As an artist, I work in several mediums. Pencil, Oils, Genesis Oil Paints, and Digital.
Pencils wouldn’t give me the sharp colors I wanted, much less the translucence of the aurora or the color sharpness for the cover in general. I would need to use a glazing technique and oils would dry too slow to fit in with the limited time-factor. The Genesis Oil Paints were a real possibility, but thanks to my move I no longer had access to my good scanner for scanning in a high quality version of the resulting painting.
That left only one real option for the cover: a digital painting.
I had a mock-up put together in Photoshop (by the way, a mock-up can also be put together in GIMP, which is free.). I didn’t want absolute realistic for the cover, so I chose to use Corel Painter to do the actual digital painting.
Here are a few steps in the process:
Once I’m happy with the overall digital painting, I take it back into Photoshop for a few special effects, and the all-important title and author name.
I’ll be honest. Using clipart, paid photo stock, or image with a loose creative commons license is a heck of a lot easier and less time-consuming than the above. The digital painting took hours and hours. Doing a digital painting like this is not something most Indie Authors/Publishers would want to do or are capable of doing. For most it wouldn’t be cost effective to hire someone else to do it for them.
But I’m also an artist, and the painting does reflect some of the same qualities I bring into the writing of the stories. So, I’m okay with spending a little extra of my time to put them together. That’s okay. For me, it’s very satisfying.
That said, I’m also fully aware that this cover has its flaws. It might be too busy. The colors might not stand out enough.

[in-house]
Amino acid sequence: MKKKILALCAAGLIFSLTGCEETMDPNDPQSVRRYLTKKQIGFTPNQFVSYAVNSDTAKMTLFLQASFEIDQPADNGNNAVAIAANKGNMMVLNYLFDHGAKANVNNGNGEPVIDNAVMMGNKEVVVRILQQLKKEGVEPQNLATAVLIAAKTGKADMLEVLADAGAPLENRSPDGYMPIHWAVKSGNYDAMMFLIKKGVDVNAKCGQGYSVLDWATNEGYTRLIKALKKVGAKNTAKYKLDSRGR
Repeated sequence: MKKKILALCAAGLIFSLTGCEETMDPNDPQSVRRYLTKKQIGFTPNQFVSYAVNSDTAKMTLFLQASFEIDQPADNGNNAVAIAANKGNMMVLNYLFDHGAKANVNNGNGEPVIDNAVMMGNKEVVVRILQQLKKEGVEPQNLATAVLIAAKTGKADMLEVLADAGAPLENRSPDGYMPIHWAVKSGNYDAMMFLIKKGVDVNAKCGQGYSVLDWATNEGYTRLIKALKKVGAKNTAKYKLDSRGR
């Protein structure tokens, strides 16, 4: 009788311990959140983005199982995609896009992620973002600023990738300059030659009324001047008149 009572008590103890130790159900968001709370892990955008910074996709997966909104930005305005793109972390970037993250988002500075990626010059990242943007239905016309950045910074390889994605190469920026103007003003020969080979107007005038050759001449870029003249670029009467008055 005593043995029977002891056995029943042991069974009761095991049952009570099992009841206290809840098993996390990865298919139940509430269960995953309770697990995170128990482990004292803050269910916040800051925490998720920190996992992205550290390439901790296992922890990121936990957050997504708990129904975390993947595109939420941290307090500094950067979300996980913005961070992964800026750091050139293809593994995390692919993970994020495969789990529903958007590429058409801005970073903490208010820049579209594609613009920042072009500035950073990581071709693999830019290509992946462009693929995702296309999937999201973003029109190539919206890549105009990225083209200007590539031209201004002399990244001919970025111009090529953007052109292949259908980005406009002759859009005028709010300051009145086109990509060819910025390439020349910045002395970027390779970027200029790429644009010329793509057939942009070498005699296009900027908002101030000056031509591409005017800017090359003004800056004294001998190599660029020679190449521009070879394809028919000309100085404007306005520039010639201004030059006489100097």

But it might also be just right.
As with so many things in the Indie world, I will give it a try. If it doesn’t work, or I’m not happy with the attention the book is getting, I might change the cover. As an Indie, I have that power.
And I can’t take it personally. If the cover art doesn’t work, then so be it. It will be time to change it. I still love the results, though, and I learned a few things painting it. Those skills will then be used on subsequent covers and artwork. The work and time invested will not be for nothing.
After all, this is a business. The cover is a main promotional marketing tool for the sale of the book. And I want the book to sell.
“The E-Book Experiment” chronicles the business and creative side of an experiment with the business opportunities new technology and creative outlets now afford content producers. Will it fail? Will it succeed? The only way to know is to approach it with a solid plan and try. No regrets!
I hope the details of this journey will be a help to other authors. As the process proceeds to selling the final products I will also share hard data that might be useful in the decision making process of other authors who recognize that only they can take charge of their careers. For a listing of all the posts in this series, please click here.
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